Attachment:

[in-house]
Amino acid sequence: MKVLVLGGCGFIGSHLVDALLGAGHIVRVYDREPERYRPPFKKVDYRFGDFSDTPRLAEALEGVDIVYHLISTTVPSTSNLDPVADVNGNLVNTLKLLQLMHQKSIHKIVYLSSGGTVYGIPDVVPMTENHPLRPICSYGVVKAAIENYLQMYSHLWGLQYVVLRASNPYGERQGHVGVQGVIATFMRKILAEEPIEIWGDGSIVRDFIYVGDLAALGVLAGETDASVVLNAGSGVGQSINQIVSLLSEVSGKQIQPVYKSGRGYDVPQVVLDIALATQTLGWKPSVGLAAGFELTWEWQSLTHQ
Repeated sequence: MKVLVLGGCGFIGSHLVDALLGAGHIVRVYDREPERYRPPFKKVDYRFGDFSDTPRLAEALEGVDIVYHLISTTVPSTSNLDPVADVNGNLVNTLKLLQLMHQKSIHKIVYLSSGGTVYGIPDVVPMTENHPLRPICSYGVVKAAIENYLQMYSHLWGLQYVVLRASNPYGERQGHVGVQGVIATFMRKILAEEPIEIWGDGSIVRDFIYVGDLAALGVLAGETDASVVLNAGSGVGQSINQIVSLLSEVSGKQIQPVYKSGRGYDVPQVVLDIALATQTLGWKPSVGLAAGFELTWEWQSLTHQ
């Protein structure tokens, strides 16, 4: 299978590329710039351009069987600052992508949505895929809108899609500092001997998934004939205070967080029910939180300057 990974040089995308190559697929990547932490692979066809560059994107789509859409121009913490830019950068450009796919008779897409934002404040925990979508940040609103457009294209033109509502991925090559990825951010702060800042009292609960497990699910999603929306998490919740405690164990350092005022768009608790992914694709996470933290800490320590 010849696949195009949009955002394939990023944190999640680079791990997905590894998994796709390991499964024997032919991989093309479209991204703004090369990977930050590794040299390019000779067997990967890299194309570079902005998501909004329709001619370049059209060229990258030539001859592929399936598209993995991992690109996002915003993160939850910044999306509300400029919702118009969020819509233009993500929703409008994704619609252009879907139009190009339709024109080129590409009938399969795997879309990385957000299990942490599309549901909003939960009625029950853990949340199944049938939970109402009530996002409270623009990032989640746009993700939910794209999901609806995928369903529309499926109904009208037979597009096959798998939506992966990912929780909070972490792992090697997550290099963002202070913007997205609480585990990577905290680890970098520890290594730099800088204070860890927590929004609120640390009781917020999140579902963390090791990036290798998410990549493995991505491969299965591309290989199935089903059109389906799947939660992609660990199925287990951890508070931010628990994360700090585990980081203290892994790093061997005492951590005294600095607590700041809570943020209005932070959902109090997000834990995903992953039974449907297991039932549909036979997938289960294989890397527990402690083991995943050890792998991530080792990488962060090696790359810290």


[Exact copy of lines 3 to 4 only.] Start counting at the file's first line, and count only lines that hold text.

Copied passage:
Repeated sequence: MKVLVLGGCGFIGSHLVDALLGAGHIVRVYDREPERYRPPFKKVDYRFGDFSDTPRLAEALEGVDIVYHLISTTVPSTSNLDPVADVNGNLVNTLKLLQLMHQKSIHKIVYLSSGGTVYGIPDVVPMTENHPLRPICSYGVVKAAIENYLQMYSHLWGLQYVVLRASNPYGERQGHVGVQGVIATFMRKILAEEPIEIWGDGSIVRDFIYVGDLAALGVLAGETDASVVLNAGSGVGQSINQIVSLLSEVSGKQIQPVYKSGRGYDVPQVVLDIALATQTLGWKPSVGLAAGFELTWEWQSLTHQ
């Protein structure tokens, strides 16, 4: 299978590329710039351009069987600052992508949505895929809108899609500092001997998934004939205070967080029910939180300057 990974040089995308190559697929990547932490692979066809560059994107789509859409121009913490830019950068450009796919008779897409934002404040925990979508940040609103457009294209033109509502991925090559990825951010702060800042009292609960497990699910999603929306998490919740405690164990350092005022768009608790992914694709996470933290800490320590 010849696949195009949009955002394939990023944190999640680079791990997905590894998994796709390991499964024997032919991989093309479209991204703004090369990977930050590794040299390019000779067997990967890299194309570079902005998501909004329709001619370049059209060229990258030539001859592929399936598209993995991992690109996002915003993160939850910044999306509300400029919702118009969020819509233009993500929703409008994704619609252009879907139009190009339709024109080129590409009938399969795997879309990385957000299990942490599309549901909003939960009625029950853990949340199944049938939970109402009530996002409270623009990032989640746009993700939910794209999901609806995928369903529309499926109904009208037979597009096959798998939506992966990912929780909070972490792992090697997550290099963002202070913007997205609480585990990577905290680890970098520890290594730099800088204070860890927590929004609120640390009781917020999140579902963390090791990036290798998410990549493995991505491969299965591309290989199935089903059109389906799947939660992609660990199925287990951890508070931010628990994360700090585990980081203290892994790093061997005492951590005294600095607590700041809570943020209005932070959902109090997000834990995903992953039974449907297991039932549909036979997938289960294989890397527990402690083991995943050890792998991530080792990488962060090696790359810290």